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LawTalk, Attorney
Category: Real Estate Law
Satisfied Customers: 34884
Experience:  I have 30 years legal experience. Additionally, in CA I held a Real Estate Broker's license.
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We've rented through a company in the Tampa Bay area 3

Customer Question

We've rented through a company in the Tampa Bay area for over 3 years at two different properties since moving to Florida. We've always paid our rent on time and have never missed a payment. On our last rental, the company updated their rental contract and increased the days to vacate from 30 days to 60 days.I didn't realize the increase and when we moved out last month, they asked me for a written notice and I sent it to her more than 30 days in advance, thinking that was all that was required. Then they scheduled someone to come out and walk the property to "try to point out as many things as possible that may result in a charge on the move out statement". We worked very hard to get the property into the best condition that we could to ensure the maximum deposit returned.Today we received a letter, via certified mail, that we would not receive our deposit back because we didn't give 60 days notice. I reviewed the rental agreement and it does state pretty clearly that we require 60 days notice or we will be charged for one month's rent (equal to the $1,575 security deposit).Although the rental agreement is pretty explicit about this, the rental company was extremely deceptive in not informing us that we were moving out too soon. I asked her if they would inform someone if they were moving out 6 months early and she said that moving out that 6 months early would "trigger an alert", but it is the tenants responsibility to review their contract prior to move out. If 6 months too early would "trigger an alert", then why not 30 days too early? She then went on to say that they have 700 properties and that they can't review all of their agreements, but that argument doesn't make sense; only a few of those properties are going to be terminating in any given month.I believe someone at the company missed this and blaming good people and great tenants for a technicality in the contract is very shady and terrible business practice. My question is, do we have any legal ability to fight this on the grounds that we should have been notified that we were breaching the contract or something like that?Thanks,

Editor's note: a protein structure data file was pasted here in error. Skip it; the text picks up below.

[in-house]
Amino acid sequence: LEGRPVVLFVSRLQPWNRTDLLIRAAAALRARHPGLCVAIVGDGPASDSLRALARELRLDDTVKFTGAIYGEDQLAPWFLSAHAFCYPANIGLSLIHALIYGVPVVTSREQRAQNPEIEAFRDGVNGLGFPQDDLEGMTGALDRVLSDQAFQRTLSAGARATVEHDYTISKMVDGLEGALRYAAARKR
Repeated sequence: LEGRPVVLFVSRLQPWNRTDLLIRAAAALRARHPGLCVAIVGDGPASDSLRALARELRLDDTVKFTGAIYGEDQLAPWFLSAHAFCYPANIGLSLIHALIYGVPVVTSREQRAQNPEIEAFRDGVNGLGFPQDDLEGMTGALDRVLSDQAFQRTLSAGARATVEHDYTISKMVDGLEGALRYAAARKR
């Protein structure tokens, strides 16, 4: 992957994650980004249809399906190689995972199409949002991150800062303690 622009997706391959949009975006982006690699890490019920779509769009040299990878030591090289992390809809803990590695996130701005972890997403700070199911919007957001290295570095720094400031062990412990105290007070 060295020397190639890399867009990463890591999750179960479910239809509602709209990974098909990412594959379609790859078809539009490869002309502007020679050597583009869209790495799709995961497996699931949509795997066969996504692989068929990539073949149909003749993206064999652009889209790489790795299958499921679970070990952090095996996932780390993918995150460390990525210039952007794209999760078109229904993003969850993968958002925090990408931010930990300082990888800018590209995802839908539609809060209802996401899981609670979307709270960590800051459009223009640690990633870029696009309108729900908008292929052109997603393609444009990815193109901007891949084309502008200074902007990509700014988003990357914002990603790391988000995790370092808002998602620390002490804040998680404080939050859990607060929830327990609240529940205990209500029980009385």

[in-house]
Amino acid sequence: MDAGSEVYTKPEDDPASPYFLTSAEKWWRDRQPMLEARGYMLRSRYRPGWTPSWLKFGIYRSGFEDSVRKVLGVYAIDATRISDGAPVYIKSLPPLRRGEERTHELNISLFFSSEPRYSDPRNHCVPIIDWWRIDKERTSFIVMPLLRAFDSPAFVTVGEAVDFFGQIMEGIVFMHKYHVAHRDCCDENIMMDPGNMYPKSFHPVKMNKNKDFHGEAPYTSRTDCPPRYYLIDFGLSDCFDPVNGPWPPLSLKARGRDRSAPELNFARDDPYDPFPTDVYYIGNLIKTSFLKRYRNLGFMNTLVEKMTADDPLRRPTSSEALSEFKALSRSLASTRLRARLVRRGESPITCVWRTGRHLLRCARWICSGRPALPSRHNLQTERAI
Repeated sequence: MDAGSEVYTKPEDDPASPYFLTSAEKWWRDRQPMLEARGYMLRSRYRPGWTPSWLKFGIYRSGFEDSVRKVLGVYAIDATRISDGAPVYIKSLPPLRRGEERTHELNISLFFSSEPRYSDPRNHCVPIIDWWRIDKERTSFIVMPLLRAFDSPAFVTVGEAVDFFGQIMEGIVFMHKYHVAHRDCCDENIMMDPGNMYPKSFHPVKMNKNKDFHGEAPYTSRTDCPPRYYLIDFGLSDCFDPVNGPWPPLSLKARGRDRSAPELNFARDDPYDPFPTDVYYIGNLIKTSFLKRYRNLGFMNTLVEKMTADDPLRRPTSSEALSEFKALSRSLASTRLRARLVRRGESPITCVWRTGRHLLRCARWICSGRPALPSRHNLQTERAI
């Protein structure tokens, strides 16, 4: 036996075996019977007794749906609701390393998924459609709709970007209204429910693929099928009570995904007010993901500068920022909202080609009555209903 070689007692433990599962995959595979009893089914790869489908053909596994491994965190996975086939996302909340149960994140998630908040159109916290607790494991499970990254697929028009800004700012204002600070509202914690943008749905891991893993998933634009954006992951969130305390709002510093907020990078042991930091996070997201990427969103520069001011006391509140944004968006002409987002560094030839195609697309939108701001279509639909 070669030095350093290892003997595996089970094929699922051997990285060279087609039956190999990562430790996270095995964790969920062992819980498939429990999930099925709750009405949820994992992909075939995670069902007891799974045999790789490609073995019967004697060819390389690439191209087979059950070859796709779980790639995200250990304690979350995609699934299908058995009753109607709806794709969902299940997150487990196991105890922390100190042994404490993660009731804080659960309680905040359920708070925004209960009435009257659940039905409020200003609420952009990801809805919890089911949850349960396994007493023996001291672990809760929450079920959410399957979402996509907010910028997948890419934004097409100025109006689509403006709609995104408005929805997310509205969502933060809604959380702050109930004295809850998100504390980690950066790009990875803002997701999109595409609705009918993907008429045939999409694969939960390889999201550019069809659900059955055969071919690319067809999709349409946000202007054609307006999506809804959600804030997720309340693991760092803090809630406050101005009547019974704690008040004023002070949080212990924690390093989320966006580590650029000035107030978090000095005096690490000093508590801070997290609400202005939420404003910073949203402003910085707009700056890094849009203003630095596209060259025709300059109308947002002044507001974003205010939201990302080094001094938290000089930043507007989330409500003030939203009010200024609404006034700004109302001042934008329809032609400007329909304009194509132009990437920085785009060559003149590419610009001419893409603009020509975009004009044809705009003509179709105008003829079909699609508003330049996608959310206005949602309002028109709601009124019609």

Submitted: 4 months ago.
Category: Real Estate Law
Expert:  LawTalk replied 4 months ago.

Good afternoon,

I'm Doug, and I'm very sorry to hear of your situation. My goal is to provide you with excellent service today.

Had the property management company been on their toes, and honest, they would have mentioned that fact to you. However, they are not legally obligated to do so and the terms of the lease agreement are binding unless you can get a waiver from the company.

You don't have any legal basis under FL law to fight them on this. I am sorry.

I understand that you may be disappointed by the Answer you received, as it was not particularly favorable to your situation. Had I been able to provide an Answer which might have given you a successful legal outcome, it would have been my pleasure to do so.

If you have additional questions, you may of course reply back to me and I will be happy to continue to assist you further until your questions have been answered to your satisfaction.

Would you please take a moment to positively rate my service to you based on the understanding of the law I provided by clicking on the rating stars---three stars or more. It is that easy. That is the way I am compensated for having helped you.

Thank you in advance. I wish you the best in your future,


Expert:  LawTalk replied 4 months ago.

Good evening Jim,

Do you have any additional questions that you would like me to address for you?

In case you would like a phone call to further discuss these issues you have raised, I will make that offer to you. You are certainly not obligated to accept a call offer, but many people do find it helpful for clarification purposes, as well as to allow them to ask additional questions.

As I have provided you with the information you asked for, would you please now rate my service to you so I can be compensated for assisting you?

Thanks in advance,


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